Serena Williams and Maria Sharapova have confirmed their quarterfinal date at the Australian Open, each advancing in straight sets on Sunday to ensure a rematch in Melbourne Park between last year’s finalists.
Fifth-seeded Sharapova fired a career-high 21 aces and hit 58 winners in her 7-5, 7-5 win over Belinda Bencic in the first match of the day on Rod Laver Arena, converting her second match point with a successful challenge after her forehand was initially called long.
Six-time champion Williams followed it up with a 55-minute, 6-2, 6-1 win over Margarita Gasparyan.
Margaret Court, the Australian great who won 24 Grand Slam singles titles and has a court named in her honor at Melbourne Park, was in the crowd watching Williams reach the quarterfinals of the season’s first major for the 10th time.
Williams, with 21 majors, has won 18 of their 20 matches, including 17 in a row.
Under bright sunshine after the roof was opened following morning rain, Williams was broken in the opening game — her only point coming from an ace — but quickly found her groove and won 12 of the next 14.
The 34-year-old Williams was so close to a calendar-year Grand Slam in 2015, winning the Australian, French and Wimbledon titles before her upset semifinal loss to Roberta Vinci at the U.S. Open.
“Well, gosh, I didn’t know she was here, I feel honored to be able to play in front of her,” Williams said when told Court was in the stands, then looked up to the VIP area and added: “Thank you.”
“Obviously 24 is close, but yet it’s so far away,” Williams said of Court’s career record. “I never play thinking I want to be (equal) with the great Margaret Court, I just play just want to win a Grand Slam and that’s it. So here I am, I’m just playing for me.”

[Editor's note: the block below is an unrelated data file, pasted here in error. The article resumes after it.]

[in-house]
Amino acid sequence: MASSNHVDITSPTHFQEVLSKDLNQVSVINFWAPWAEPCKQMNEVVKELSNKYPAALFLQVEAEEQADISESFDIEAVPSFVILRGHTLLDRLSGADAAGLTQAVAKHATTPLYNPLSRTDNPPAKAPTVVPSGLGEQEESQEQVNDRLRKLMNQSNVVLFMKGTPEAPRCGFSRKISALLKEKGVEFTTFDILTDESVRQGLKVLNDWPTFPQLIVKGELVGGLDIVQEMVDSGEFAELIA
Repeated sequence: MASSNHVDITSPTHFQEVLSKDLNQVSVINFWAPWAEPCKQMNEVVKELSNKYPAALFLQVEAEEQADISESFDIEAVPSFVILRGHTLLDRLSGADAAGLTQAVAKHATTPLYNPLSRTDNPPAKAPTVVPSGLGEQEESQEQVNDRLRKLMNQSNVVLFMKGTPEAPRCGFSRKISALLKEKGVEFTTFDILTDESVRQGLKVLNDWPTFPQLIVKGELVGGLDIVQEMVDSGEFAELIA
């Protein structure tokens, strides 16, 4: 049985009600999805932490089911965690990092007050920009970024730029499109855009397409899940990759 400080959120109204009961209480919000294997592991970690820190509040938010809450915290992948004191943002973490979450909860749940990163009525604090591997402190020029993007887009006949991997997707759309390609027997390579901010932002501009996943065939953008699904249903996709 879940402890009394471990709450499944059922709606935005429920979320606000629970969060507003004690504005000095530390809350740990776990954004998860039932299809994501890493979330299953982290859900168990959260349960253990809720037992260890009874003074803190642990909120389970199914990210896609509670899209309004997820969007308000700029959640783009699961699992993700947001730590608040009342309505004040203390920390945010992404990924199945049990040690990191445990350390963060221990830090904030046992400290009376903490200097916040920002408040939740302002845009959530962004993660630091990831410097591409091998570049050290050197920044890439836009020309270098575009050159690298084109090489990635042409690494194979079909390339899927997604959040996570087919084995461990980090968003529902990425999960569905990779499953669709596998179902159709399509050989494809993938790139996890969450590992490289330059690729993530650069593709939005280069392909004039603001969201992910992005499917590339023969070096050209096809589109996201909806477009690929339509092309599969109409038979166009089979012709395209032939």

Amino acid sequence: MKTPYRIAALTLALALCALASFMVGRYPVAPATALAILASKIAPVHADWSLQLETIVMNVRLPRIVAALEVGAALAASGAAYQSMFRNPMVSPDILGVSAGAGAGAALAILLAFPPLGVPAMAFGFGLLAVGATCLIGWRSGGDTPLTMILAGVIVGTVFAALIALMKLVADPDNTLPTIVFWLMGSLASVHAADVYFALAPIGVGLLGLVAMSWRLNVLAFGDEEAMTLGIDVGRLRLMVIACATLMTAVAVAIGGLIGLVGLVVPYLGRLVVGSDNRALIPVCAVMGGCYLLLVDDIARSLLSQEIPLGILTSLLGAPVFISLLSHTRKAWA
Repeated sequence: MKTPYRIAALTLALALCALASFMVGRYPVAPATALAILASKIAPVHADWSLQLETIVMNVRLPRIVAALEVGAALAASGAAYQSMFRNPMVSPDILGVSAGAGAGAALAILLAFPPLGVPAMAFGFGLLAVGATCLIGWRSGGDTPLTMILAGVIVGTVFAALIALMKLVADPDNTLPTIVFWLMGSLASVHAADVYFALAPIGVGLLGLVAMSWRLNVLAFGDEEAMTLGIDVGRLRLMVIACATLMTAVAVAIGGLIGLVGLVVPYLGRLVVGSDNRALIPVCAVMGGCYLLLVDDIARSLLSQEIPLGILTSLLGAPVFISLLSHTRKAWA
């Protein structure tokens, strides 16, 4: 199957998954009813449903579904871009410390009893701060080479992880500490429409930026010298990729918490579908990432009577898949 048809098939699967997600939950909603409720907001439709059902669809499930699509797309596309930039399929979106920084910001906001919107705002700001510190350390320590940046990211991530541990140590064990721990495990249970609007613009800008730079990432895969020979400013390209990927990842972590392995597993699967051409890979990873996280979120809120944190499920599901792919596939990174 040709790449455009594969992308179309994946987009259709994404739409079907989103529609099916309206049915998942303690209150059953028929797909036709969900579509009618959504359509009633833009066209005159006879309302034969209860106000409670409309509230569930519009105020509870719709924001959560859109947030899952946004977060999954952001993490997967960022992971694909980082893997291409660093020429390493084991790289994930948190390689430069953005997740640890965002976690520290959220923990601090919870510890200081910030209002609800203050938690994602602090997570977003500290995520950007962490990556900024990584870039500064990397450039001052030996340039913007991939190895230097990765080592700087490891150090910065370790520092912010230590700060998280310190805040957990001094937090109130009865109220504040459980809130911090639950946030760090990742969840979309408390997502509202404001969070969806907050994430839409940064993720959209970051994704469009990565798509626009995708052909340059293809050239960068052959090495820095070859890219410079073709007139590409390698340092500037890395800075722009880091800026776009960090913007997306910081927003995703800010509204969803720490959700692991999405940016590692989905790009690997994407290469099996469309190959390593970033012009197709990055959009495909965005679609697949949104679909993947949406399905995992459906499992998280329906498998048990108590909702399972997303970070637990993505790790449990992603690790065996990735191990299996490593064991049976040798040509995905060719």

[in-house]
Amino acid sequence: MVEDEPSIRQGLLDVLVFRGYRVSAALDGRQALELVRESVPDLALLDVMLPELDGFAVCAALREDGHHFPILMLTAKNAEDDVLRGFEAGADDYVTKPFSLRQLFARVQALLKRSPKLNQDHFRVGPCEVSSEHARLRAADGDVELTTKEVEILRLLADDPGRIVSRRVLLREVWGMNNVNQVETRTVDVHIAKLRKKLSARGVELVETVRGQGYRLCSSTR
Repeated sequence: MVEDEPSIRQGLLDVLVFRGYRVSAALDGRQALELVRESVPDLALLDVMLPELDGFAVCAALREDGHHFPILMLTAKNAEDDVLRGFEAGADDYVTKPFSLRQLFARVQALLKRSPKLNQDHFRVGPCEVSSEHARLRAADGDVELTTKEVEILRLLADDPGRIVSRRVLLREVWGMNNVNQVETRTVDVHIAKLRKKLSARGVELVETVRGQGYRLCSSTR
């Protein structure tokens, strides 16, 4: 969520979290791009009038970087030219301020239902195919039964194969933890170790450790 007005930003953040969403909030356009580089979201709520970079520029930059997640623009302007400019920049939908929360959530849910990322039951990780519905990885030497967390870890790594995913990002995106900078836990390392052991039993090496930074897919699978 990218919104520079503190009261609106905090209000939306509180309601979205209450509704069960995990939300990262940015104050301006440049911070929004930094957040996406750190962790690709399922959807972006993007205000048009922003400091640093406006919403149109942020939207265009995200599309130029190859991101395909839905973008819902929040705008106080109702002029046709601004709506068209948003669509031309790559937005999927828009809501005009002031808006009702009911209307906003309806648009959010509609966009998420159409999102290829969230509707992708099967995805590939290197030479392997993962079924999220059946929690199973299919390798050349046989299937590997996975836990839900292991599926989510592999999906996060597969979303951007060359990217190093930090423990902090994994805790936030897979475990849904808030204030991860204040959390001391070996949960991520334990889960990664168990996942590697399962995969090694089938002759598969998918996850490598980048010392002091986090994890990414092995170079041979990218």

As for Sharapova, Williams said she hadn’t looked at the draw to see who would be next, but noted that the five-time major winner “had a really good win today … it will be a good match.” Williams said she felt confident in her game regardless of who she was playing.
Sharapova won consecutive matches against Williams in 2004 at Wimbledon and the season-ending championships, but hasn’t won since. It’s a statistic she tries to block from her mind.
“It’s not like I think about what I can do worse. You’re always trying to improve,” she said. “I got myself into the quarterfinal of a Grand Slam. There is no reason I shouldn’t be looking to improve and to getting my game in a better position than any other previous round. It’s only going to be tougher, especially against Serena.
“I look forward to playing the best in the world and that’s what she’s proven in the last year.”
Sharapova, the 2008 champion and four-time finalist, had to play under an indoor match because play started while it was lightly raining, but the roof was open for Williams.
Kei Nishikori was the first male player through to the quarterfinals, beating No. 9-seeded Jo-Wilfried Tsonga 6-4, 6-2, 6-4 in front of a partisan crowd filled with flag-waving Japanese fans.
The seventh-seeded Nishikori, the 2014 U.S. Open finalist, also reached the quarterfinals at the Australian Open last year and in 2012.